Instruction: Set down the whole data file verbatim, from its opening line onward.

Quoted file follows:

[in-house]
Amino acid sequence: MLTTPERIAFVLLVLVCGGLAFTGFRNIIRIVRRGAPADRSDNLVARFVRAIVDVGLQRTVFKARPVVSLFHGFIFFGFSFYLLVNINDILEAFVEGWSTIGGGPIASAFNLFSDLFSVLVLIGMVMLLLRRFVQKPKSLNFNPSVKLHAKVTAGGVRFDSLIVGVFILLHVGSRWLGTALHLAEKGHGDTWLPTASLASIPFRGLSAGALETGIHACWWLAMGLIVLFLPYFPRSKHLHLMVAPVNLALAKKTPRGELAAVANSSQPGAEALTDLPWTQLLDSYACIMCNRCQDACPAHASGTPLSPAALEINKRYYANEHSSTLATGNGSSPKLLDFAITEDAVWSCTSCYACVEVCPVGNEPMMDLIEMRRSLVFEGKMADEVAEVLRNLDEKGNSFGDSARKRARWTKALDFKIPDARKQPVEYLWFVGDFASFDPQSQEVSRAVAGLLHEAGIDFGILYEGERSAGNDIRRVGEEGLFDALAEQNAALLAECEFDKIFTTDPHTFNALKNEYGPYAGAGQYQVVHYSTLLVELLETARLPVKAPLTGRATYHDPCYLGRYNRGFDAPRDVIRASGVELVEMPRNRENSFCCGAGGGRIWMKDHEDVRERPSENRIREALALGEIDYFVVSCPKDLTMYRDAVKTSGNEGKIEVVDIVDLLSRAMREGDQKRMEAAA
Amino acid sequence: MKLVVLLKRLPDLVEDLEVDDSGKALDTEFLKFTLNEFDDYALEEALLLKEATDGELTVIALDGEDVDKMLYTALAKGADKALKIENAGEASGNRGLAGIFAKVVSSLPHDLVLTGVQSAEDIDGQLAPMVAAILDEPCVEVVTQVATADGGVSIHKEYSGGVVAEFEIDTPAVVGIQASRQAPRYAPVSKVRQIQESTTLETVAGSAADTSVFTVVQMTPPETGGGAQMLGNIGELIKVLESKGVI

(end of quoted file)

[in-house]
Amino acid sequence: MLTTPERIAFVLLVLVCGGLAFTGFRNIIRIVRRGAPADRSDNLVARFVRAIVDVGLQRTVFKARPVVSLFHGFIFFGFSFYLLVNINDILEAFVEGWSTIGGGPIASAFNLFSDLFSVLVLIGMVMLLLRRFVQKPKSLNFNPSVKLHAKVTAGGVRFDSLIVGVFILLHVGSRWLGTALHLAEKGHGDTWLPTASLASIPFRGLSAGALETGIHACWWLAMGLIVLFLPYFPRSKHLHLMVAPVNLALAKKTPRGELAAVANSSQPGAEALTDLPWTQLLDSYACIMCNRCQDACPAHASGTPLSPAALEINKRYYANEHSSTLATGNGSSPKLLDFAITEDAVWSCTSCYACVEVCPVGNEPMMDLIEMRRSLVFEGKMADEVAEVLRNLDEKGNSFGDSARKRARWTKALDFKIPDARKQPVEYLWFVGDFASFDPQSQEVSRAVAGLLHEAGIDFGILYEGERSAGNDIRRVGEEGLFDALAEQNAALLAECEFDKIFTTDPHTFNALKNEYGPYAGAGQYQVVHYSTLLVELLETARLPVKAPLTGRATYHDPCYLGRYNRGFDAPRDVIRASGVELVEMPRNRENSFCCGAGGGRIWMKDHEDVRERPSENRIREALALGEIDYFVVSCPKDLTMYRDAVKTSGNEGKIEVVDIVDLLSRAMREGDQKRMEAAA
Amino acid sequence: MKLVVLLKRLPDLVEDLEVDDSGKALDTEFLKFTLNEFDDYALEEALLLKEATDGELTVIALDGEDVDKMLYTALAKGADKALKIENAGEASGNRGLAGIFAKVVSSLPHDLVLTGVQSAEDIDGQLAPMVAAILDEPCVEVVTQVATADGGVSIHKEYSGGVVAEFEIDTPAVVGIQASRQAPRYAPVSKVRQIQESTTLETVAGSAADTSVFTVVQMTPPETGGGAQMLGNIGELIKVLESKGVI